How we perceive people PDF Print E-mail
Friday, 12 December 2014 11:32



If you have been watching the news on the American scene I’m sure you have come across items simply referred to as “Ferguson”. The name  is that of the American city in  Missouri that was the scene of riots and protests after a white policeman fatally shot an African-American young man.  Shortly after this incident there were at least two other cases of African-Americans experiencing what some called “police brutality”. The protests became even worse and went nationwide after a grand jury decided that no case would be filed against  the Ferguson policeman.

What does this have to do with our lives in the Philippines?  Very much, if we reflect  more deeply on the subject matter, which has to do with the use of power and authority and with how we see people.

One implication in the Ferguson case  has to do with race: Is a black  American  inferior to  a white  American? This seemed to be the case in the US for many years and we get to understand a bit when we consider the background - slavery and all that - of the presence of the black race in the US. Over the years though laws were passed in recognition of the US constitution’s statement of “all men are created equal”. But personal conduct does  not always abide with what the law says ,  and this notwithstanding the fact the US has  an African-American President. For some white Americans, a person of color – black, brown yellow, whatever – will never be as good as a white one. Should we be angry about this attitude?  Instead of being angry I would feel pity instead for anyone who feels this way, for the person  is a prisoner of  his/her own bias.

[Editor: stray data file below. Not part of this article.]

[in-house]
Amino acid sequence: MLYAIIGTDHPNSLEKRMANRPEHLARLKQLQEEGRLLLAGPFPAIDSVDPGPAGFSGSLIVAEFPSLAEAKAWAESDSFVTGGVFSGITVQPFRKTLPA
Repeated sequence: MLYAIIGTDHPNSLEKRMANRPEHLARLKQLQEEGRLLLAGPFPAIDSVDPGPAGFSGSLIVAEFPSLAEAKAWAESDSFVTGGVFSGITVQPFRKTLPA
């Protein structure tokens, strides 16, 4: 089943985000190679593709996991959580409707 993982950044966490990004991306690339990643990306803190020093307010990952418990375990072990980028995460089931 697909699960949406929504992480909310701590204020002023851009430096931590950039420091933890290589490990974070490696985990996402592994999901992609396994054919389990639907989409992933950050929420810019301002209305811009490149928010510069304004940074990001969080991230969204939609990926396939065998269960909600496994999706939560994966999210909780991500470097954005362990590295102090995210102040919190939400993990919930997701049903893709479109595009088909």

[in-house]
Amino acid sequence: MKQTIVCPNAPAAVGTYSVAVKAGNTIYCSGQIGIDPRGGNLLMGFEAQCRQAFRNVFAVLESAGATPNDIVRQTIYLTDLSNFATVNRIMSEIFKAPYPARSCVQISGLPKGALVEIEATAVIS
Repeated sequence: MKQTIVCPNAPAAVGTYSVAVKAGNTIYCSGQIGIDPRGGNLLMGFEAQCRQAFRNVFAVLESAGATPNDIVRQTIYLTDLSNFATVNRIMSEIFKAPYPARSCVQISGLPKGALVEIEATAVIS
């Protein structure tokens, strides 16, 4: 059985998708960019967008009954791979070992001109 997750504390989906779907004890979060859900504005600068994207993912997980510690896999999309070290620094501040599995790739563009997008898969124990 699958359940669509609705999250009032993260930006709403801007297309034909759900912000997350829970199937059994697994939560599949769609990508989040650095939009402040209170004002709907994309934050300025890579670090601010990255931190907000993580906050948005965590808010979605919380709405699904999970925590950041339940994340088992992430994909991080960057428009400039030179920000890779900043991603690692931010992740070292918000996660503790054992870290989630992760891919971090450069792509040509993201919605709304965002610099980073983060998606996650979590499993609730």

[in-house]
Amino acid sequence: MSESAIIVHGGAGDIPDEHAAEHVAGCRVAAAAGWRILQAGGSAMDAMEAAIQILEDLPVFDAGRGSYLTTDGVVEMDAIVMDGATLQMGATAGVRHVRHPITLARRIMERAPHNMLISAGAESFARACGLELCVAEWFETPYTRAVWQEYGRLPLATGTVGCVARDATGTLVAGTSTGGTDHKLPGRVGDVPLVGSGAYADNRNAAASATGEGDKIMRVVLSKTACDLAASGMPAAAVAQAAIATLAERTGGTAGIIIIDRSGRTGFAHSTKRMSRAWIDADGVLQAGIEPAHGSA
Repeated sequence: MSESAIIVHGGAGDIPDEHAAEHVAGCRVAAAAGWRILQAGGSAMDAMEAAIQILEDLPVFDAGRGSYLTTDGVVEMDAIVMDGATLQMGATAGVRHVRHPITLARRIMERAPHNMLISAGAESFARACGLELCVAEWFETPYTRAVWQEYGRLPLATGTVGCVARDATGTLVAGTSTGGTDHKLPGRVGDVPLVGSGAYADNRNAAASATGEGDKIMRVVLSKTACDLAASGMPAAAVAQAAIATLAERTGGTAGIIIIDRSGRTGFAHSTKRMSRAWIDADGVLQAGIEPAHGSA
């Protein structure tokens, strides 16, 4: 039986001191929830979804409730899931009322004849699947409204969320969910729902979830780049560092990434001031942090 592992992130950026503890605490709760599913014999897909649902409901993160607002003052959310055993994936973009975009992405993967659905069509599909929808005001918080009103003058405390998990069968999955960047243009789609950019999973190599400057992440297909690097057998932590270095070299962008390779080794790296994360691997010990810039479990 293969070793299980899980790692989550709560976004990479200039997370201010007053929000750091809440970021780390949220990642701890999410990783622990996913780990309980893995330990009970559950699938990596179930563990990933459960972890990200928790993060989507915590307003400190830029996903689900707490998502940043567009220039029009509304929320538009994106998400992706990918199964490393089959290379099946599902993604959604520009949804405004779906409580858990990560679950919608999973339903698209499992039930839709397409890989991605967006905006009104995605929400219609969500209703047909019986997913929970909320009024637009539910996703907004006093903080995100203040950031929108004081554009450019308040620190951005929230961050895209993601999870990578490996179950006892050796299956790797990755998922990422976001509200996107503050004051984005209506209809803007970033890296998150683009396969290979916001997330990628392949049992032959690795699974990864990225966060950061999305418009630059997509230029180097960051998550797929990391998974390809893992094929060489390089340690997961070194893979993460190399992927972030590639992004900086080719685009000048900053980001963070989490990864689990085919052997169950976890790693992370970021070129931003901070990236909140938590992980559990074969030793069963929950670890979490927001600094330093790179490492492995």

The same may be said of any African-American who feels that all whites suffer from a superiority complex based on color.

If we don’t have relational problems among Filipinos on the basis of color, if we are honest  we have to admit that in Mindanao we have to deal with problems having to do with relations between ethnic  groups and groups by religious affiliations. And the relations are colored by how we see each other:  how Muslims perceive Christians in a general way, how Christians perceived Muslims in a general way, and the many variations of this with respect to the Lumads and between ethnic groups.

It would be a good thing if each one of us, Muslim or Christian or follower of any other religion, takes a good long look at how we perceive the “others” and how this outlook conditions us in how we relate with them, and how this influences the prospects for peace in Mindanao. If modifying our perceptions is called for, then perhaps we should begin to take the first steps towards making the modifications that are needed.